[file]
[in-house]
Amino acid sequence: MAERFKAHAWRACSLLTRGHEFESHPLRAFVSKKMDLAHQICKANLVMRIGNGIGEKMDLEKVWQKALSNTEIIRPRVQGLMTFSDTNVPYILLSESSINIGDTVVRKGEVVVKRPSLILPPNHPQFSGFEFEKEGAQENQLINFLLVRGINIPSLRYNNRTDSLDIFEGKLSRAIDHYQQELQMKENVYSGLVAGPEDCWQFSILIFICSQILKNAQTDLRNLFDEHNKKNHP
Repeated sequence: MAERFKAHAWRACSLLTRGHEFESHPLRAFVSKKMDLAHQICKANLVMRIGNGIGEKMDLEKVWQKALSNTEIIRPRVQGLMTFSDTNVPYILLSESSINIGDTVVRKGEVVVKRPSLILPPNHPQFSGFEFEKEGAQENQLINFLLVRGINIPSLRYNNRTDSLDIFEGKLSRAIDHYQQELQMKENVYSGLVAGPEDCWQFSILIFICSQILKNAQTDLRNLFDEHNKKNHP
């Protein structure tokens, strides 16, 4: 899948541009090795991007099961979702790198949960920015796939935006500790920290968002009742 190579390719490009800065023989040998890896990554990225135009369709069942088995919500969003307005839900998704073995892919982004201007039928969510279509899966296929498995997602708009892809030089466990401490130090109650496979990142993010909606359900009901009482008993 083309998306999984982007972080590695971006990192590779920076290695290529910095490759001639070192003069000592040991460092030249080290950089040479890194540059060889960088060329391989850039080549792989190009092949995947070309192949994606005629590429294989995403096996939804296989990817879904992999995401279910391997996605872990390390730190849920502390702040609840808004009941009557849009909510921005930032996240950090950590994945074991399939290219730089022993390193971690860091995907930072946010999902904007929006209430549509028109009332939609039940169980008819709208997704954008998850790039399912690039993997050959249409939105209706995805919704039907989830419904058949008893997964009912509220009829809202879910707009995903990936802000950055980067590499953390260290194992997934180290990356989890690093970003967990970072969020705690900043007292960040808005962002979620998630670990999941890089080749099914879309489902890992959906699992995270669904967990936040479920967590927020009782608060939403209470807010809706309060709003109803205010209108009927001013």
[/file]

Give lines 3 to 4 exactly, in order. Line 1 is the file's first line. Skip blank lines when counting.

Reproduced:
Repeated sequence: MAERFKAHAWRACSLLTRGHEFESHPLRAFVSKKMDLAHQICKANLVMRIGNGIGEKMDLEKVWQKALSNTEIIRPRVQGLMTFSDTNVPYILLSESSINIGDTVVRKGEVVVKRPSLILPPNHPQFSGFEFEKEGAQENQLINFLLVRGINIPSLRYNNRTDSLDIFEGKLSRAIDHYQQELQMKENVYSGLVAGPEDCWQFSILIFICSQILKNAQTDLRNLFDEHNKKNHP
């Protein structure tokens, strides 16, 4: 899948541009090795991007099961979702790198949960920015796939935006500790920290968002009742 190579390719490009800065023989040998890896990554990225135009369709069942088995919500969003307005839900998704073995892919982004201007039928969510279509899966296929498995997602708009892809030089466990401490130090109650496979990142993010909606359900009901009482008993 083309998306999984982007972080590695971006990192590779920076290695290529910095490759001639070192003069000592040991460092030249080290950089040479890194540059060889960088060329391989850039080549792989190009092949995947070309192949994606005629590429294989995403096996939804296989990817879904992999995401279910391997996605872990390390730190849920502390702040609840808004009941009557849009909510921005930032996240950090950590994945074991399939290219730089022993390193971690860091995907930072946010999902904007929006209430549509028109009332939609039940169980008819709208997704954008998850790039399912690039993997050959249409939105209706995805919704039907989830419904058949008893997964009912509220009829809202879910707009995903990936802000950055980067590499953390260290194992997934180290990356989890690093970003967990970072969020705690900043007292960040808005962002979620998630670990999941890089080749099914879309489902890992959906699992995270669904967990936040479920967590927020009782608060939403209470807010809706309060709003109803205010209108009927001013």